||Mutagenic Specificity and the Prediction of Mechanisms and Bioactivation Pathways of Genotoxicants: The Mutagenicity of 5-Nitroacenaphthene as an Example.
McCoy, E. C. ;
Rosenkranz, E. J. ;
Mermelstein, R. ;
Rosenkranz, H. S. ;
||Case Western Reserve Univ., Cleveland, OH. ;Xerox Corp., Rochester, NY.;Health Effects Research Lab., Research Triangle Park, NC.
Chromosomal aberrations ;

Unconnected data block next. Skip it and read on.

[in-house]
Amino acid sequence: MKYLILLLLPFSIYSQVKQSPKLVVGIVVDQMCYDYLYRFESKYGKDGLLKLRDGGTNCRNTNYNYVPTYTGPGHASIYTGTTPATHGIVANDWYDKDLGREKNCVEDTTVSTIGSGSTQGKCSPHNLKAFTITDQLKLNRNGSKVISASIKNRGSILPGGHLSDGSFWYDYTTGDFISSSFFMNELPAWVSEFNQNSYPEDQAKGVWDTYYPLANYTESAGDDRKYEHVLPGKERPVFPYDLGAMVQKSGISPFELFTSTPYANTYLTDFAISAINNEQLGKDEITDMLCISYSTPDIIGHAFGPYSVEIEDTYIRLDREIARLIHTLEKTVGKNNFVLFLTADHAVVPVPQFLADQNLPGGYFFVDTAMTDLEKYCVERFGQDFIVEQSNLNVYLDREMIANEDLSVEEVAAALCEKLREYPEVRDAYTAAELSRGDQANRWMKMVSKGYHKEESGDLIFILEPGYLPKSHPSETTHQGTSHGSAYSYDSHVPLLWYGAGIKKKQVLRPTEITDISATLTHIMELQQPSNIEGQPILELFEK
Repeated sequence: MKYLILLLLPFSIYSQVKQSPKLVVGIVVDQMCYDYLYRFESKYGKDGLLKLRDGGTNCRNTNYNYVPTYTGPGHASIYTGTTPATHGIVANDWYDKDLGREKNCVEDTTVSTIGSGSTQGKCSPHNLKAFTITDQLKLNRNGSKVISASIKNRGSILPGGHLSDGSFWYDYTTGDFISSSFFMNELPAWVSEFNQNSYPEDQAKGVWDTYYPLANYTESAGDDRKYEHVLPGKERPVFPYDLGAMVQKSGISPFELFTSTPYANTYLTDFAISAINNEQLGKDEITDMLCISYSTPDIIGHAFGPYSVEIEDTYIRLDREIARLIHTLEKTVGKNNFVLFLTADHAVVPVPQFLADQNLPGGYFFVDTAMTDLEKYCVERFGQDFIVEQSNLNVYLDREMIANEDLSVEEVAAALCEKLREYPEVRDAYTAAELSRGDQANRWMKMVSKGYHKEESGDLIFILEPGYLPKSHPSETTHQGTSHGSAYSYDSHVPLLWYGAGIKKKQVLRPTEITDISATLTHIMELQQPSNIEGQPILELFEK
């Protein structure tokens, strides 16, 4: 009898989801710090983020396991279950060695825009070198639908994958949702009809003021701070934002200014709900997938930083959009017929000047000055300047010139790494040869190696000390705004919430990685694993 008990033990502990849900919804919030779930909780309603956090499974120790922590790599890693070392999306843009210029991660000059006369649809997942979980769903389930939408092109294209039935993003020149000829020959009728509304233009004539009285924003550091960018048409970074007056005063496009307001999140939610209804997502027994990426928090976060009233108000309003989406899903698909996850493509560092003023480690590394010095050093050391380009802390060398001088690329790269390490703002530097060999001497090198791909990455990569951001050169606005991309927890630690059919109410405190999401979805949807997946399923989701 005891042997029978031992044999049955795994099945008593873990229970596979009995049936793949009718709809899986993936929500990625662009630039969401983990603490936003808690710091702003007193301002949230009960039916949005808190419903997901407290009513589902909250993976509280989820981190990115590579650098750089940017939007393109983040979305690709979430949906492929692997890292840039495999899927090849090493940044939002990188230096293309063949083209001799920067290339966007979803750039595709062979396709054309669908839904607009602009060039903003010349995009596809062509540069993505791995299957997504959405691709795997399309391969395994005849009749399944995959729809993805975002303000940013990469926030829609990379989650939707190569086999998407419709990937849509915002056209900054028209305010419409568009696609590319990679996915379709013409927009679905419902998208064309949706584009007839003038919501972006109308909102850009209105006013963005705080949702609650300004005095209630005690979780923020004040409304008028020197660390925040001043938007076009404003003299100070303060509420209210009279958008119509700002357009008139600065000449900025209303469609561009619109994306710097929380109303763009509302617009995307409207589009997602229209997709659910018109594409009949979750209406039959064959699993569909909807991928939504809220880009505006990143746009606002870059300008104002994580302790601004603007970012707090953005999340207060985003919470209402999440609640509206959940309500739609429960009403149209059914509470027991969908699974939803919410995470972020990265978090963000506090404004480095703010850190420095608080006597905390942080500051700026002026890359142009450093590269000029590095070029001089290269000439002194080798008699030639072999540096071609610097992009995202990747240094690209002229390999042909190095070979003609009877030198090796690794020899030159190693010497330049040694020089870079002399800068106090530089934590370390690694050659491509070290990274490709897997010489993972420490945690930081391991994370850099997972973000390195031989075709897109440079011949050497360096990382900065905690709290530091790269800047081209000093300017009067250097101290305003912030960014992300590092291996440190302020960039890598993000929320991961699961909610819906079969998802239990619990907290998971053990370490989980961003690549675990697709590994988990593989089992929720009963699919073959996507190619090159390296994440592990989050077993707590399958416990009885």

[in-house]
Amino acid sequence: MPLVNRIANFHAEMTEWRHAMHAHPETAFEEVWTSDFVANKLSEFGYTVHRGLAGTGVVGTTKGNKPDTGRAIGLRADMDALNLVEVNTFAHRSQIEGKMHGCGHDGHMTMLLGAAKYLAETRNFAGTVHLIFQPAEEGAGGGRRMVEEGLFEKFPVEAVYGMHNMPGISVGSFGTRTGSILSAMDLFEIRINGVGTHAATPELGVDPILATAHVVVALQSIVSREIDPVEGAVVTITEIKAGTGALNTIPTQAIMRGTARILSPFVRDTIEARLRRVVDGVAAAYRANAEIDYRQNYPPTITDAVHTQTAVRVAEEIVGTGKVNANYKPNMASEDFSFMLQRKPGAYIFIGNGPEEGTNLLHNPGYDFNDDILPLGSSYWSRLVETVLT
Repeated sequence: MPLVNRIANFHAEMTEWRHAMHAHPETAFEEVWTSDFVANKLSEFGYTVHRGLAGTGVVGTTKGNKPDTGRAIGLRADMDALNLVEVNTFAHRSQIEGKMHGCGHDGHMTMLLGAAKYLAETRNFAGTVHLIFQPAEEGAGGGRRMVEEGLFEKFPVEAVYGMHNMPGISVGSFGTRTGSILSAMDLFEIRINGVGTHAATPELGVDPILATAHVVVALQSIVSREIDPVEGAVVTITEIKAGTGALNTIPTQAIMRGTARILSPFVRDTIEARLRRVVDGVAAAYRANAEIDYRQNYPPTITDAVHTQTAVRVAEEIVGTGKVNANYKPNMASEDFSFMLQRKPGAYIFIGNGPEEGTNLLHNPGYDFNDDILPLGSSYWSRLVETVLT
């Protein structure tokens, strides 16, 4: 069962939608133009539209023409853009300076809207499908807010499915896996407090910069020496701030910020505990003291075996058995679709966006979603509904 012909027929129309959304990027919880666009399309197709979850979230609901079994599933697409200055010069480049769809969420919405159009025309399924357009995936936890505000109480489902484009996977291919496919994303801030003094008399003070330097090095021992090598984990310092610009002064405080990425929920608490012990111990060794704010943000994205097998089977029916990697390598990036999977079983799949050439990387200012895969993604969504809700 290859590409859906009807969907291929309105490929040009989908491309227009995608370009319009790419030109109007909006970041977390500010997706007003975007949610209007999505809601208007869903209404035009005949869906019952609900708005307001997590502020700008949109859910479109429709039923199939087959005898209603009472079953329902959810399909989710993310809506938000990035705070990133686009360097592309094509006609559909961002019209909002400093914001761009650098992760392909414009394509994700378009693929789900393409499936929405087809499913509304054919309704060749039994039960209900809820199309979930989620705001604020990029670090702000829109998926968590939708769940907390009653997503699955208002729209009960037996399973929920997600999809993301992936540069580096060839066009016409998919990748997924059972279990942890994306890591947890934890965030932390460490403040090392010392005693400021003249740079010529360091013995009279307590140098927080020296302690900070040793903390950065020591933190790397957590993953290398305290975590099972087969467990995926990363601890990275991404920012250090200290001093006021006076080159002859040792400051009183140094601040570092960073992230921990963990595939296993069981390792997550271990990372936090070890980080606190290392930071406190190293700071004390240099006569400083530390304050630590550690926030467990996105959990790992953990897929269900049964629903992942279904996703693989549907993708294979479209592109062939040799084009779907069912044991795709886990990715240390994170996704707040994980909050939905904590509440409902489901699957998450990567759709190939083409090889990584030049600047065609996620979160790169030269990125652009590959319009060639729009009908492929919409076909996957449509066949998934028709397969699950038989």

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5-Nitroacenaphthlene induces primarily mutations of the frameshift type in Salmonella typhimurium (i.e., strains TA98 and TA1538). Addition of activation mixtures (S9) results in an increased mutagenic potency as well as a shift in specificity to base-substitution mutations (i.e., strain TA100). The magnitude of these effects depends upon the species of origin of the S9 and whether the animals were induced (Aroclor 1254). These effects are ascribed to the S9-mediated conversion of 5-nitroacenaphthene to additional mutagenic metabolites (possibly ring oxidation products). In addition, while 5-nitroacenaphthene exhibited appreciable activity in the absence of S9 for strain TA98, its mutagenicity for TA97, also an indicator of frameshifts, was negligible. TA97 differs from TA98 in the nucleotide sequence at the mutational hot spots (a run of 6 cytosine as opposed to 8 alternating guaninecytosine residues). These findings indicate that a careful analysis of the results obtained in the standard Salmonella typhimurium mutagenicity assay may yield useful information regarding bioconversion pathways and the role of DNA sequence in the ultimate expression of pro-mutational events.